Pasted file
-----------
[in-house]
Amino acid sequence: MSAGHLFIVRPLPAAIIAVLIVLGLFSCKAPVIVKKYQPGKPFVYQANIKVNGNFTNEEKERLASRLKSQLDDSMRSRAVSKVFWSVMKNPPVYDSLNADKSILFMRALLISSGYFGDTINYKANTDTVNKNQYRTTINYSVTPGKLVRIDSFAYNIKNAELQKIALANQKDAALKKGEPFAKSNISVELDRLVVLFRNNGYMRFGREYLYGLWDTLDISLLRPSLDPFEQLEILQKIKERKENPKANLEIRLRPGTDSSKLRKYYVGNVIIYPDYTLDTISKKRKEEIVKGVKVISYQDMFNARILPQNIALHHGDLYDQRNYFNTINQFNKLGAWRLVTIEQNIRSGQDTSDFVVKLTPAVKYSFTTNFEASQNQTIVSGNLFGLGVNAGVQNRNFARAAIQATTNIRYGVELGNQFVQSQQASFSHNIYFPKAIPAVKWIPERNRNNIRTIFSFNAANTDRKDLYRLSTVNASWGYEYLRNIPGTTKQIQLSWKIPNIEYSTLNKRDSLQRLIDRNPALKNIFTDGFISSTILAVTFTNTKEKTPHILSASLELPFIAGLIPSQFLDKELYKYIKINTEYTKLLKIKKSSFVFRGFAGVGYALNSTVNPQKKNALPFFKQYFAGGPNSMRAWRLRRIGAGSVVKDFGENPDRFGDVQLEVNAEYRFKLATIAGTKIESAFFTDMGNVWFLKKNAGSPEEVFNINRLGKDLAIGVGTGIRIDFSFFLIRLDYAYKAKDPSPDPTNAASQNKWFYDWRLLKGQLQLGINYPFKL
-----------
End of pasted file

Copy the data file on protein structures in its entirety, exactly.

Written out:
[in-house]
Amino acid sequence: MSAGHLFIVRPLPAAIIAVLIVLGLFSCKAPVIVKKYQPGKPFVYQANIKVNGNFTNEEKERLASRLKSQLDDSMRSRAVSKVFWSVMKNPPVYDSLNADKSILFMRALLISSGYFGDTINYKANTDTVNKNQYRTTINYSVTPGKLVRIDSFAYNIKNAELQKIALANQKDAALKKGEPFAKSNISVELDRLVVLFRNNGYMRFGREYLYGLWDTLDISLLRPSLDPFEQLEILQKIKERKENPKANLEIRLRPGTDSSKLRKYYVGNVIIYPDYTLDTISKKRKEEIVKGVKVISYQDMFNARILPQNIALHHGDLYDQRNYFNTINQFNKLGAWRLVTIEQNIRSGQDTSDFVVKLTPAVKYSFTTNFEASQNQTIVSGNLFGLGVNAGVQNRNFARAAIQATTNIRYGVELGNQFVQSQQASFSHNIYFPKAIPAVKWIPERNRNNIRTIFSFNAANTDRKDLYRLSTVNASWGYEYLRNIPGTTKQIQLSWKIPNIEYSTLNKRDSLQRLIDRNPALKNIFTDGFISSTILAVTFTNTKEKTPHILSASLELPFIAGLIPSQFLDKELYKYIKINTEYTKLLKIKKSSFVFRGFAGVGYALNSTVNPQKKNALPFFKQYFAGGPNSMRAWRLRRIGAGSVVKDFGENPDRFGDVQLEVNAEYRFKLATIAGTKIESAFFTDMGNVWFLKKNAGSPEEVFNINRLGKDLAIGVGTGIRIDFSFFLIRLDYAYKAKDPSPDPTNAASQNKWFYDWRLLKGQLQLGINYPFKL